The Federal Courts Advantage in Civil Procedure

By: Dr. Gerard Kennedy

In a recent article to be published in the Canadian Bar Review, I analyzed whether procedure in the Federal Court and Federal Court of Appeal (the “Federal Courts”) is more efficient than in many large superior courts and thus is better suited to facilitating access to justice.

Through a combination of analyzing rules and case law and interviews with judges and lawyers, I concluded that there is significant truth to the hypothesis that Federal Courts procedure is indeed quicker than what is seen in many provincial superior courts. This comparative lack of delay is, other things being equal, a boon for access to justice. This may give lessons to the procedure in many provinces and/or inform litigant choices as to whether to commence litigation in the Federal Court or a provincial superior court in cases of concurrent jurisdiction.

By way of illustration, one litigator stated that, “You can realistically expect to go to trial within a couple years of starting your case” (his words). He suggested that this would be completely unrealistic in the Ontario Superior Court. Another litigator added that “that it would be very unusual to choose to proceed in an intellectual property matter in a superior court instead of the Federal Court, due to speed and expertise” (my summarizing in the article).

After giving an overview of particularly distinct aspects of Federal Courts procedure (including regarding case management, summary procedures, orders concerning problematic litigants, enforcement of procedural rules and deadlines, and judicial specialization), various reasons for the difference in efficiency in court procedure are considered.

It ultimately concluded that Federal Courts’ procedure’s efficiency is due to a confluence of factors. Some of these are not realistically applicable to other jurisdictions, such as:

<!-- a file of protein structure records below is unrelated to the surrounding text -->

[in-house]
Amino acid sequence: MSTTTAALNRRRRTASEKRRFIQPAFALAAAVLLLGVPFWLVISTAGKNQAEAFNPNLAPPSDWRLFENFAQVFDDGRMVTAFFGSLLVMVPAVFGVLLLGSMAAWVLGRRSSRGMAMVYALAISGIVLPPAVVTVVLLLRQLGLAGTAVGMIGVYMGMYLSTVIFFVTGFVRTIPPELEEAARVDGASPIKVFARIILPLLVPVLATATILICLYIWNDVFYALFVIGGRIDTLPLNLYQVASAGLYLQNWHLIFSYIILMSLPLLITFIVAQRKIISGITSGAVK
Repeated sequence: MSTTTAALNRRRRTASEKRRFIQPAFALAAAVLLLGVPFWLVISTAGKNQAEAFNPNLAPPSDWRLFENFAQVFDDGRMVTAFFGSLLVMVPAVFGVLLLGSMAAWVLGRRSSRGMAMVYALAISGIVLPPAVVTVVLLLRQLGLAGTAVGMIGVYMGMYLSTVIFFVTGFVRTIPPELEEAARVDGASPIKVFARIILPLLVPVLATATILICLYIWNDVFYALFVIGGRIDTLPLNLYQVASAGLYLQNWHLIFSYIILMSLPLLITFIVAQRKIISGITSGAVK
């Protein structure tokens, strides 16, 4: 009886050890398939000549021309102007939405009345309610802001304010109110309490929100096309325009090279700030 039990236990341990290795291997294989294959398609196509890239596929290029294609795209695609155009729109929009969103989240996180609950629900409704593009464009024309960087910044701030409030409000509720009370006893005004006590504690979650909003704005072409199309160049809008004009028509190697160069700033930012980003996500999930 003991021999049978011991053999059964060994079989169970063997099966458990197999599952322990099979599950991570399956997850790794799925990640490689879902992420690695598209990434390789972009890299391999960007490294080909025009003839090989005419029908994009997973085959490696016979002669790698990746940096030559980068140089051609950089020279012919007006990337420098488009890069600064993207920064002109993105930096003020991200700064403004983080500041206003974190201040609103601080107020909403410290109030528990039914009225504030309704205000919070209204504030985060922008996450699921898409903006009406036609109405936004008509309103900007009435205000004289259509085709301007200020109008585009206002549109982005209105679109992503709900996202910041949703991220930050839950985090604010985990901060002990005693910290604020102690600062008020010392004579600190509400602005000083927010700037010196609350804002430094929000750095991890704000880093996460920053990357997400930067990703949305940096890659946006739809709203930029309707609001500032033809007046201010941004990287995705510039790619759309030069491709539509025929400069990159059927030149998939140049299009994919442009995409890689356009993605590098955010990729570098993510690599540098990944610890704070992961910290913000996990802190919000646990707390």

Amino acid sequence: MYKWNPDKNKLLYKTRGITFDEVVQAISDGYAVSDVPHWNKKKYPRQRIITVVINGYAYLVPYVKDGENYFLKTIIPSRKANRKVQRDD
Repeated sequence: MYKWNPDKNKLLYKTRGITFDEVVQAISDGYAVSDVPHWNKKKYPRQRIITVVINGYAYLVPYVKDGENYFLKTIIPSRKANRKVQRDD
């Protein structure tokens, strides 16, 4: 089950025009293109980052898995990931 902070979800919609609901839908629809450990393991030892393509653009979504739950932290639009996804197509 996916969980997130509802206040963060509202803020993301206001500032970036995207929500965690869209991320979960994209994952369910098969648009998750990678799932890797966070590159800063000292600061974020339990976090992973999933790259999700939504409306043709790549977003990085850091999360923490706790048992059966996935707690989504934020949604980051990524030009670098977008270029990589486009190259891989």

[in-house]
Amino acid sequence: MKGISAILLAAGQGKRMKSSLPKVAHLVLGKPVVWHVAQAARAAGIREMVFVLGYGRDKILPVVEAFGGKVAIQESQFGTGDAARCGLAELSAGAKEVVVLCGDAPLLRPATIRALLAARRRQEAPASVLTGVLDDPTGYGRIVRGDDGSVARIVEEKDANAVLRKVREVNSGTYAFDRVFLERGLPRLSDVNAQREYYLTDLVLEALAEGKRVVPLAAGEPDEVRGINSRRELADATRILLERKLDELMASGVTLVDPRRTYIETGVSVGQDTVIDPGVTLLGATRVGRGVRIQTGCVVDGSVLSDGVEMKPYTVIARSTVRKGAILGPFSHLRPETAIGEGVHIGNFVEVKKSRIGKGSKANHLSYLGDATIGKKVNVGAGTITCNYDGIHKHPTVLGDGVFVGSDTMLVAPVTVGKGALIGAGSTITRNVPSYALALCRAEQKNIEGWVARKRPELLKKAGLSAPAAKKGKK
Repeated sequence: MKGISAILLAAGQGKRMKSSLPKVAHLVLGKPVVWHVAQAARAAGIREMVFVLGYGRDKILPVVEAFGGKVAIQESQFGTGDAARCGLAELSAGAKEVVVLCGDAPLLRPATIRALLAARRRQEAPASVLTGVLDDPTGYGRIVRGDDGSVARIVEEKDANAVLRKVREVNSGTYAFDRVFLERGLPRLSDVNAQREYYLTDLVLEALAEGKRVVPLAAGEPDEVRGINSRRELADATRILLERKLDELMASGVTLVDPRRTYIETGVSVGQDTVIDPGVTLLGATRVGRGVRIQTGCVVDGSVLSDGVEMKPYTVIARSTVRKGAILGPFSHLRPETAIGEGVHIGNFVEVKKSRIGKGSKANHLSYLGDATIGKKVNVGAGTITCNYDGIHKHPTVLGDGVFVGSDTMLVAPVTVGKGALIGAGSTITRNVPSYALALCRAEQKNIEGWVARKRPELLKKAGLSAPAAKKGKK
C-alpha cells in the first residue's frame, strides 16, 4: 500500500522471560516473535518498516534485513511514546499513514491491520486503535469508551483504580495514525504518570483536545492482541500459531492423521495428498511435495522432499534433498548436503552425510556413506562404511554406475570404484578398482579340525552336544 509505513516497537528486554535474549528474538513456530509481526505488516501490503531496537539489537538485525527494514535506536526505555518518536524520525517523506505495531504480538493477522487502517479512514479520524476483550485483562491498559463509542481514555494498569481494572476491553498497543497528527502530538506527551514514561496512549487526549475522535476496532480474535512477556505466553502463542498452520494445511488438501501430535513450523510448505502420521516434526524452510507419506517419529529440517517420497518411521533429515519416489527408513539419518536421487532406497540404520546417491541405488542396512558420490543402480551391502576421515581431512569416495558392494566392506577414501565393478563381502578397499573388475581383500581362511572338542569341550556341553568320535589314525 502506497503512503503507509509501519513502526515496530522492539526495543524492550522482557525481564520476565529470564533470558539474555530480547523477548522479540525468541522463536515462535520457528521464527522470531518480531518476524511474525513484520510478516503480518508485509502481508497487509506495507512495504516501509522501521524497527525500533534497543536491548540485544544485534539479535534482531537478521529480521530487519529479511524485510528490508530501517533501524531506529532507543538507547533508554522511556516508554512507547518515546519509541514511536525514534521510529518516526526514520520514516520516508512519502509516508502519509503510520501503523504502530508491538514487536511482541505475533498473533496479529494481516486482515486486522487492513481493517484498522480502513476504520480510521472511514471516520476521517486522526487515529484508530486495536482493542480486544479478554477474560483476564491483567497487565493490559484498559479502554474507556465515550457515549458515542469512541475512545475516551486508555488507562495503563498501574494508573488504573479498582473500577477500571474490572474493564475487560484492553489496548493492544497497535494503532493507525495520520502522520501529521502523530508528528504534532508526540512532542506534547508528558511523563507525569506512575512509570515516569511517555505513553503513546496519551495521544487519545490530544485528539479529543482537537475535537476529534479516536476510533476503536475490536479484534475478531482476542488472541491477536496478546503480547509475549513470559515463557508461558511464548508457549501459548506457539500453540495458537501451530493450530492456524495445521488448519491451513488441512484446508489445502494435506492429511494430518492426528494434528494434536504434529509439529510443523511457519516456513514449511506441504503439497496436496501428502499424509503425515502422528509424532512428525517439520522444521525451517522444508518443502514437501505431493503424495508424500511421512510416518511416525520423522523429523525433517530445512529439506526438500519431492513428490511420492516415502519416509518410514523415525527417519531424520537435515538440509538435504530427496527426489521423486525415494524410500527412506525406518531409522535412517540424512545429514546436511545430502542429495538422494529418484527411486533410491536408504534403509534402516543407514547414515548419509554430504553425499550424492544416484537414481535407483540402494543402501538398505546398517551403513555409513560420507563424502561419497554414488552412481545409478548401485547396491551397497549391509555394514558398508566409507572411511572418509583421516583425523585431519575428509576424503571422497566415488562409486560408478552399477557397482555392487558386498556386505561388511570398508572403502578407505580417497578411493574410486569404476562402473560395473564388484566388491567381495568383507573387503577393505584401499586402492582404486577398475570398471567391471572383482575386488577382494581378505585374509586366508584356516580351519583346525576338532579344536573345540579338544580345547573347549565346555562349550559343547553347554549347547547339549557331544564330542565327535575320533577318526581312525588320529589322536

• a relatively small court (not unlike Manitoba, which also appears not to suffer from delays seen in larger provinces); and
  • confined subject matter jurisdiction.

But other lessons are very applicable, including:

  • a friendly but strict registry;
  • intensive case management, particularly by associate judges who are trained in mediation;
  • availability of associate judges on short notice for genuinely urgent matters, which one litigator described as “dial a judge” (her words) and another said that “you can get a judicial official on the phone […] if it is genuinely urgent, they will help you and they will move things along. […] You can usually get [an associate judge] on the phone within a day or two and say look, we’ve hit a conundrum here” (his words);
  • enforcement of procedural rules, which are often “honoured in the breach” (as noted in several cases) in other courts, with one litigator describing “hav[ing] to follow the rules in the Federal Court” (her words) as the primary reason Federal Courts procedure is quicker than Ontario Superior Court procedure; and
  • judicial specialization.

While the article is largely praising of Federal Courts procedure, areas of potential improvement are considered, including court composition, the integration of civil law; and limitations due to confined subject matter jurisdiction (which is a double-edged sword for access to justice). But by and large and in the main, the Federal Courts have gone a long way to realizing many of the benefits that can accrue to access to justice due to the appropriate use of procedural law.

The views expressed in these blogs do not necessarily reflect the views of the Faculty of Law at the University of Manitoba and should not be construed as legal advice or endorsement.

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